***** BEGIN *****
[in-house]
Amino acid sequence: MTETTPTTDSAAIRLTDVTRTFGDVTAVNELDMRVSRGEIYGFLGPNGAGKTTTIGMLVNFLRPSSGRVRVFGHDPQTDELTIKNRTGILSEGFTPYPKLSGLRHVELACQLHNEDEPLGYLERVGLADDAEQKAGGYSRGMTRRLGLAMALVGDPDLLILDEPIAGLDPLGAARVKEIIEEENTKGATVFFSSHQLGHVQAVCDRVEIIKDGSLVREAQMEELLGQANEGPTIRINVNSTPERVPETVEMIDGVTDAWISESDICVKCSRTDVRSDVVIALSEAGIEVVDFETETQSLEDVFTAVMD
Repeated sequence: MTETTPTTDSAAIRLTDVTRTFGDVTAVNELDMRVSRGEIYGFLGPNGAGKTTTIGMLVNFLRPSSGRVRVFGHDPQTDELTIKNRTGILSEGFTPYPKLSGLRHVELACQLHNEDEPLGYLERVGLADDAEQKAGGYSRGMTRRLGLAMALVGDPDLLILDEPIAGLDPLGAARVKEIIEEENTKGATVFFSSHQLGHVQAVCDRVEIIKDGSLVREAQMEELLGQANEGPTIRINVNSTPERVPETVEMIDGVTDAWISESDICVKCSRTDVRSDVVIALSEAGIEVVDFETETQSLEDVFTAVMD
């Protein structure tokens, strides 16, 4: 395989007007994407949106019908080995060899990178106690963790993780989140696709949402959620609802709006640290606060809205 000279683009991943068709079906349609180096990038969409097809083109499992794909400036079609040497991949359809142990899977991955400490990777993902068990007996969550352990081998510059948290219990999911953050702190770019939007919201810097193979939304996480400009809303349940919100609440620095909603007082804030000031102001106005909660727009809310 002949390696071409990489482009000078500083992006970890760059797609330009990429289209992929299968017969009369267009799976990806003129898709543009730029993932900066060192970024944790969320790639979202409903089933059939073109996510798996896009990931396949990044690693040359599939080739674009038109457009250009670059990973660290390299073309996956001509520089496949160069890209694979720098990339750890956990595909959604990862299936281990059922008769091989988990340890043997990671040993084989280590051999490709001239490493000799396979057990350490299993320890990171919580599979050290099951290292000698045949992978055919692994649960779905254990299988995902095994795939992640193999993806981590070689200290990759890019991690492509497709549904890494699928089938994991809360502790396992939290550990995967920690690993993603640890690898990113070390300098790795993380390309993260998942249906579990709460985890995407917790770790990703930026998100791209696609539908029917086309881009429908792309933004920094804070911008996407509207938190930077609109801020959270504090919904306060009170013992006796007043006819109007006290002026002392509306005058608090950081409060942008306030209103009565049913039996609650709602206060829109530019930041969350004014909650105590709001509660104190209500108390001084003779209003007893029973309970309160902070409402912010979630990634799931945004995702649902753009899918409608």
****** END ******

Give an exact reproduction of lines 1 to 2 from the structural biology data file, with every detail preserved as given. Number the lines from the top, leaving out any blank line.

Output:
[in-house]
Amino acid sequence: MTETTPTTDSAAIRLTDVTRTFGDVTAVNELDMRVSRGEIYGFLGPNGAGKTTTIGMLVNFLRPSSGRVRVFGHDPQTDELTIKNRTGILSEGFTPYPKLSGLRHVELACQLHNEDEPLGYLERVGLADDAEQKAGGYSRGMTRRLGLAMALVGDPDLLILDEPIAGLDPLGAARVKEIIEEENTKGATVFFSSHQLGHVQAVCDRVEIIKDGSLVREAQMEELLGQANEGPTIRINVNSTPERVPETVEMIDGVTDAWISESDICVKCSRTDVRSDVVIALSEAGIEVVDFETETQSLEDVFTAVMD